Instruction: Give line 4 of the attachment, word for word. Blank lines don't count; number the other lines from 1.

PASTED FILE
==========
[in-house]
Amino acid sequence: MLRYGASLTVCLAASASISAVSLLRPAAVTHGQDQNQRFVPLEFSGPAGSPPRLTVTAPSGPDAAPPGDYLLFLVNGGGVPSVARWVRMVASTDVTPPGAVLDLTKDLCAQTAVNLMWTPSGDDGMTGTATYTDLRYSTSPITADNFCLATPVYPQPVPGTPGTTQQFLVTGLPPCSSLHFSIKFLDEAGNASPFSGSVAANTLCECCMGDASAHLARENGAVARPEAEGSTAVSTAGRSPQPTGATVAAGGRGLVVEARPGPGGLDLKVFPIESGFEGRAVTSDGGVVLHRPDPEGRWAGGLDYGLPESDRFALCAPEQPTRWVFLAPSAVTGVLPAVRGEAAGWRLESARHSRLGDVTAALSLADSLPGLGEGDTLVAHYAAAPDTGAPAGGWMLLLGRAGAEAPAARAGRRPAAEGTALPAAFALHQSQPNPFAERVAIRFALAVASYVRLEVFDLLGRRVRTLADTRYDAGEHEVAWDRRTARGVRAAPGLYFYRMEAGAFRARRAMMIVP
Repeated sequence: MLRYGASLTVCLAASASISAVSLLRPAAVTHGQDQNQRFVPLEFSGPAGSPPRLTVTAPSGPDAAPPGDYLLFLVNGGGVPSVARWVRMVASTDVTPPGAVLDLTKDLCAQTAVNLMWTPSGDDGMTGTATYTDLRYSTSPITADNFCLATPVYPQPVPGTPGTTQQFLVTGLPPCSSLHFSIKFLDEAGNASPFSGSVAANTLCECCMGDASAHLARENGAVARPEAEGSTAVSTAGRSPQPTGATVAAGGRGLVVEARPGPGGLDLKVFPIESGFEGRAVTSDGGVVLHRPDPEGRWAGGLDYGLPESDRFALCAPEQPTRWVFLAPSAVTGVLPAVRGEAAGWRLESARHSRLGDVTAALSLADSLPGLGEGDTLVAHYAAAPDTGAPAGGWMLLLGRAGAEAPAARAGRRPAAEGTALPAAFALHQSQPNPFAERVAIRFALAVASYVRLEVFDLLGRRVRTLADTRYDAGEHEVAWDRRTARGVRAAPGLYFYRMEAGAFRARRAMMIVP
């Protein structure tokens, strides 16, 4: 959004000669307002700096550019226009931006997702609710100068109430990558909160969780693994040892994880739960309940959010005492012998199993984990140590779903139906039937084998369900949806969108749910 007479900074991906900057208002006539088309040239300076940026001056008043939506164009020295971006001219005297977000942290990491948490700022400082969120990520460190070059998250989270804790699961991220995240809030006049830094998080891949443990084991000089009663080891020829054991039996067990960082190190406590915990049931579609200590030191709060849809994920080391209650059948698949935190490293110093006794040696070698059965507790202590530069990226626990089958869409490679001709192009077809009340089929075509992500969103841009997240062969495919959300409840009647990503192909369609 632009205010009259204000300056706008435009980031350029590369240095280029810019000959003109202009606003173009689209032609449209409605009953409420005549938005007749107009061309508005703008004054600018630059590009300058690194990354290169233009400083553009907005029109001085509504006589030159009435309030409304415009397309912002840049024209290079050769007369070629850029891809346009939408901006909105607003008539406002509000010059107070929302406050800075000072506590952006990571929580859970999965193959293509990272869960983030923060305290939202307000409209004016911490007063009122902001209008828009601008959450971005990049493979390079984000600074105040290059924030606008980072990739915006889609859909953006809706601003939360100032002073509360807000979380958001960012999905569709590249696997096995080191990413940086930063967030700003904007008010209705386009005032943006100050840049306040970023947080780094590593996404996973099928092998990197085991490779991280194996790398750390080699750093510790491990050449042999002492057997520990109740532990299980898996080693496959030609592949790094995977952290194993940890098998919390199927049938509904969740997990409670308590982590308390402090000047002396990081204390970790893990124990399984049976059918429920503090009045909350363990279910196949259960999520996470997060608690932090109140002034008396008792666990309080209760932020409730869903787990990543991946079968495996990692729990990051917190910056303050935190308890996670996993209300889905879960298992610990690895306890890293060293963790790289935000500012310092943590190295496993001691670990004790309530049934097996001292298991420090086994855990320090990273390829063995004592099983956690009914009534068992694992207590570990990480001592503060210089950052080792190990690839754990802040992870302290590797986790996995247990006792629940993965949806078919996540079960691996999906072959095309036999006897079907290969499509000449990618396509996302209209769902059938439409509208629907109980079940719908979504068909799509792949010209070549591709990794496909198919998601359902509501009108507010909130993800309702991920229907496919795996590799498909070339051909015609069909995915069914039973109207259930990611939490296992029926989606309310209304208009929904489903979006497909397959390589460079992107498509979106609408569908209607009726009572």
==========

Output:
């Protein structure tokens, strides 16, 4: 959004000669307002700096550019226009931006997702609710100068109430990558909160969780693994040892994880739960309940959010005492012998199993984990140590779903139906039937084998369900949806969108749910 007479900074991906900057208002006539088309040239300076940026001056008043939506164009020295971006001219005297977000942290990491948490700022400082969120990520460190070059998250989270804790699961991220995240809030006049830094998080891949443990084991000089009663080891020829054991039996067990960082190190406590915990049931579609200590030191709060849809994920080391209650059948698949935190490293110093006794040696070698059965507790202590530069990226626990089958869409490679001709192009077809009340089929075509992500969103841009997240062969495919959300409840009647990503192909369609 632009205010009259204000300056706008435009980031350029590369240095280029810019000959003109202009606003173009689209032609449209409605009953409420005549938005007749107009061309508005703008004054600018630059590009300058690194990354290169233009400083553009907005029109001085509504006589030159009435309030409304415009397309912002840049024209290079050769007369070629850029891809346009939408901006909105607003008539406002509000010059107070929302406050800075000072506590952006990571929580859970999965193959293509990272869960983030923060305290939202307000409209004016911490007063009122902001209008828009601008959450971005990049493979390079984000600074105040290059924030606008980072990739915006889609859909953006809706601003939360100032002073509360807000979380958001960012999905569709590249696997096995080191990413940086930063967030700003904007008010209705386009005032943006100050840049306040970023947080780094590593996404996973099928092998990197085991490779991280194996790398750390080699750093510790491990050449042999002492057997520990109740532990299980898996080693496959030609592949790094995977952290194993940890098998919390199927049938509904969740997990409670308590982590308390402090000047002396990081204390970790893990124990399984049976059918429920503090009045909350363990279910196949259960999520996470997060608690932090109140002034008396008792666990309080209760932020409730869903787990990543991946079968495996990692729990990051917190910056303050935190308890996670996993209300889905879960298992610990690895306890890293060293963790790289935000500012310092943590190295496993001691670990004790309530049934097996001292298991420090086994855990320090990273390829063995004592099983956690009914009534068992694992207590570990990480001592503060210089950052080792190990690839754990802040992870302290590797986790996995247990006792629940993965949806078919996540079960691996999906072959095309036999006897079907290969499509000449990618396509996302209209769902059938439409509208629907109980079940719908979504068909799509792949010209070549591709990794496909198919998601359902509501009108507010909130993800309702991920229907496919795996590799498909070339051909015609069909995915069914039973109207259930990611939490296992029926989606309310209304208009929904489903979006497909397959390589460079992107498509979106609408569908209607009726009572």